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On Wednesday the myFutureNC Commission announced its postsecondary attainment goal for North Carolina. By 2030, the commission said, the goal is for 2 million 25- to 44-year-olds to receive a high-quality credential or college degree — about two-thirds of this age group.

Wondering what attainment is?

The myFutureNC Commission was formed to establish a shared attainment goal for North Carolina. Job opportunities in the state are increasingly likely to require some sort of postsecondary attainment, which refers to education completed after high school. Postsecondary attainment includes college degrees and high-quality certificates that help people get jobs. In 2016, about 47 percent of working-age adults in the state had some form of postsecondary attainment.

“This is more than a vision,” said Dale Jenkins, CEO of Medical Mutual and myFutureNC co-chair. “It’s a real and required imperative. Today, we have a goal — one that’s absolute, ambitious, and attainable. Now, bold new plans and even bolder actions across education and business are necessary.”

Before making its much-anticipated recommendation, the commission spent months in meetings and listening sessions across the state, hearing from people involved with all levels of the educational pipeline. The commission is comprised of influential state leaders in business, government, education, faith, and nonprofit sectors. EducationNC’s Reach NC Voices project assisted with the facilitation of the listening sessions, and EducationNC CEO Mebane Rash served as a subject matter expert on the P-12 committee.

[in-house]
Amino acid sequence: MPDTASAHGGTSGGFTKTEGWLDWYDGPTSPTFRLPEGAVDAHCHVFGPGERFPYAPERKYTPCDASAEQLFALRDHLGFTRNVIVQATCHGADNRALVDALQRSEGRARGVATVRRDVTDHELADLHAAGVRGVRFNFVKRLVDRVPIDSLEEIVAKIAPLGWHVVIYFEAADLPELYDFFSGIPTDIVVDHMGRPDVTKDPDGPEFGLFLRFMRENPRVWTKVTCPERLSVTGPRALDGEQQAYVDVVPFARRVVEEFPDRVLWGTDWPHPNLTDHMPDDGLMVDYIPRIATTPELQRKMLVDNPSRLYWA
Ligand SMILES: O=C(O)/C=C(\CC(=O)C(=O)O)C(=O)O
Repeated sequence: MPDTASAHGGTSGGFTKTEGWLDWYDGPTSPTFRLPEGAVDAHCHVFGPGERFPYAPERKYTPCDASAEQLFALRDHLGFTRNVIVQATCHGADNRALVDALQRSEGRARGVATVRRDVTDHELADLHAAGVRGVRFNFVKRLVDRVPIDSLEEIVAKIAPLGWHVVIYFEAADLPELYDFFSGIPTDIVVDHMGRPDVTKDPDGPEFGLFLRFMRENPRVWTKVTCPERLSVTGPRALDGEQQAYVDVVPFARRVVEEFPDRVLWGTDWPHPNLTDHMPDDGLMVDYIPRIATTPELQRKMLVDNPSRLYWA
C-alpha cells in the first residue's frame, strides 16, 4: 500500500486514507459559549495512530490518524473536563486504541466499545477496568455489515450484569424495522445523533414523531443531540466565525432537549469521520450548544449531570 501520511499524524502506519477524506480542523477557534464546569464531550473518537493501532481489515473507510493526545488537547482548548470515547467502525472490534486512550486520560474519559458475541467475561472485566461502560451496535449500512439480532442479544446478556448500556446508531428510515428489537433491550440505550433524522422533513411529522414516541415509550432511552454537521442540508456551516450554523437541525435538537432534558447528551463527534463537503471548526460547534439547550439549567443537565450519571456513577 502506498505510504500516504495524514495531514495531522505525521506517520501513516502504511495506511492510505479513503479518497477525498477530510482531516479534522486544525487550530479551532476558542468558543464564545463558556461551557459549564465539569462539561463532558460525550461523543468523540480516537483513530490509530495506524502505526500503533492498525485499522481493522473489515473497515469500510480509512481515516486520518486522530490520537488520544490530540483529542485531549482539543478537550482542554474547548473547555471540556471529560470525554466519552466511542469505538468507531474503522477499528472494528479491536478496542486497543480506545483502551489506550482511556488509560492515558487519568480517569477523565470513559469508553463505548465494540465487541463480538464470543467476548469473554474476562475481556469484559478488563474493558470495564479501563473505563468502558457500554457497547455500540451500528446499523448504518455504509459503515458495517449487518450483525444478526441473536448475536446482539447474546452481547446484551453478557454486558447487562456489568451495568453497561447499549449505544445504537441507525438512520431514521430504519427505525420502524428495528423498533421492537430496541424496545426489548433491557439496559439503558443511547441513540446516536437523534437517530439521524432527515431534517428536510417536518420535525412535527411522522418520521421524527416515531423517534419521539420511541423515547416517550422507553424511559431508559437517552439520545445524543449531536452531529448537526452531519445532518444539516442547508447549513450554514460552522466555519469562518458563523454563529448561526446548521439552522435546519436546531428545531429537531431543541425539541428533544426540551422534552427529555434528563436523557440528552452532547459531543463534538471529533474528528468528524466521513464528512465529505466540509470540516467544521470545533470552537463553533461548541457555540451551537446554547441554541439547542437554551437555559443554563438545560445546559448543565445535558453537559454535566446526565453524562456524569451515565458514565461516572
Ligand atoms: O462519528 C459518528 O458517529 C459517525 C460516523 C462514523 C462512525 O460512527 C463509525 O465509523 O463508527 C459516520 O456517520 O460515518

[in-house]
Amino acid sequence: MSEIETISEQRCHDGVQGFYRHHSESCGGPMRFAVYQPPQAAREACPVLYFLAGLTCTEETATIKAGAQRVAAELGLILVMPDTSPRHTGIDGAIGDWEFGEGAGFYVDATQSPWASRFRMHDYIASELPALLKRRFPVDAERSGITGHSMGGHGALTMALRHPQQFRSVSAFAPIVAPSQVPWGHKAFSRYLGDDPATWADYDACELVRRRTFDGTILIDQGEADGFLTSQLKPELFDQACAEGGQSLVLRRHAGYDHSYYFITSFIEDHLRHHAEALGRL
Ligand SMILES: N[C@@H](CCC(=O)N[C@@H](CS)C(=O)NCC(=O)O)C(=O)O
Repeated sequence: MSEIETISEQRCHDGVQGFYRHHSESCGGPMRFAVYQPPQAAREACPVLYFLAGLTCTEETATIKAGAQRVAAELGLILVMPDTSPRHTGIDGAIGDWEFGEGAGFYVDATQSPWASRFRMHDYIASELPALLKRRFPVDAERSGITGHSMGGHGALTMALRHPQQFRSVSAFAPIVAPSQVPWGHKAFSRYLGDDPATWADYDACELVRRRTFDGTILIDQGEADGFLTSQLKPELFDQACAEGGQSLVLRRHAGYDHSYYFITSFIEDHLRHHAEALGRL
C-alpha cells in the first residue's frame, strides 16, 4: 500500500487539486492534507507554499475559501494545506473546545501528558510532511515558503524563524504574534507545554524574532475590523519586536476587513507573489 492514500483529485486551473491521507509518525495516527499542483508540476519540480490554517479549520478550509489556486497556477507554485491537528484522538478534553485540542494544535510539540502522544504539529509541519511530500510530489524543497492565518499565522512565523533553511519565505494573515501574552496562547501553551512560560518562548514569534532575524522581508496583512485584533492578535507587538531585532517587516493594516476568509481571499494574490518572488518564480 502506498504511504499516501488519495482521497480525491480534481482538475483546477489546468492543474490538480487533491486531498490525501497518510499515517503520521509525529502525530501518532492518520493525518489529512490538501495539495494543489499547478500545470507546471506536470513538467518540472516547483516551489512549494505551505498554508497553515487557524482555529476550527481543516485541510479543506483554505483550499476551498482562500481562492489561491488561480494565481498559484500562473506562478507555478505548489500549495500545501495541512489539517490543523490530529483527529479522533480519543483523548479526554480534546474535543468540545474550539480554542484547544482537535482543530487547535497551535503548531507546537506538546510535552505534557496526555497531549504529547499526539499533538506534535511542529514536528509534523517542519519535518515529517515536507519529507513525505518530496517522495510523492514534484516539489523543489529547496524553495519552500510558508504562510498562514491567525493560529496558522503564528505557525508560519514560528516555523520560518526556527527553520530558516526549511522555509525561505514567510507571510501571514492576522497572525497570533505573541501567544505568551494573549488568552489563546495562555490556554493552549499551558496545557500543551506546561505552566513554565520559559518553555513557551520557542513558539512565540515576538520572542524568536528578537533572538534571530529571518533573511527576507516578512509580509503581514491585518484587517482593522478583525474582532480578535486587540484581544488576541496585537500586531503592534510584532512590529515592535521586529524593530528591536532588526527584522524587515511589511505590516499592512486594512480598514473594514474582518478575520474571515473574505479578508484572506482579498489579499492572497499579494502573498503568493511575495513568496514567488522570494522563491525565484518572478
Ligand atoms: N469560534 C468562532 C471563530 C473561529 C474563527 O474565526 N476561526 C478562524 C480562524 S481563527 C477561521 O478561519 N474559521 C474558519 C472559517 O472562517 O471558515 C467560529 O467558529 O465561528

Here is the livestream so you can watch the announcement:

Many states have already established shared educational attainment goals, but North Carolina had not until today. But how do we get there?

To ensure progress is being made toward this goal across the educational continuum, myFutureNC recommended focusing on several key performance indicators. These include enrollment in high-quality pre-Kindergarten, the share of ACT test takers with a 17 or above, the NAEP (National Assessment of Educational Progress) proficiency of fourth and eighth graders, K-12 chronic absenteeism rates, the share of eligible high schoolers completing FAFSA, and various completion rates.

The commission also recommended tracking specific labor market outcomes. These include the overall labor force participation rate, the share of adults with a family income at or above a living wage, and the supply and demand of graduates in various fields. Keeping an eye on these indicators is meant to ensure that education efforts are positively impacting the state and its labor market.

These efforts to increase educational attainment have enjoyed bipartisan support from education leaders and policymakers.

“I applaud the myFutureNC Commission for developing such an ambitious goal,” said Senate Pro Tem Phil Berger, R-Rockingham. “I look forward to working with the commission and other stakeholders to ensure that North Carolina continues to have one of the most well-trained workforces in the nation.”

Governor Roy Cooper said increasing NC’s attainment will help its labor force keep up with other states.

“To keep North Carolina competitive, we must help more of our students get the skills and education needed for the jobs of today and tomorrow,” Cooper said. “That’s why I support the myFutureNC Commission goal to develop a better educated North Carolina workforce and look forward to working together so that our state and its people can achieve our full potential.”

Here is the final report:

Robert Kinlaw

As EducationNC’s director of multimedia, Robert Kinlaw focuses on telling stories with video, photos, and sound.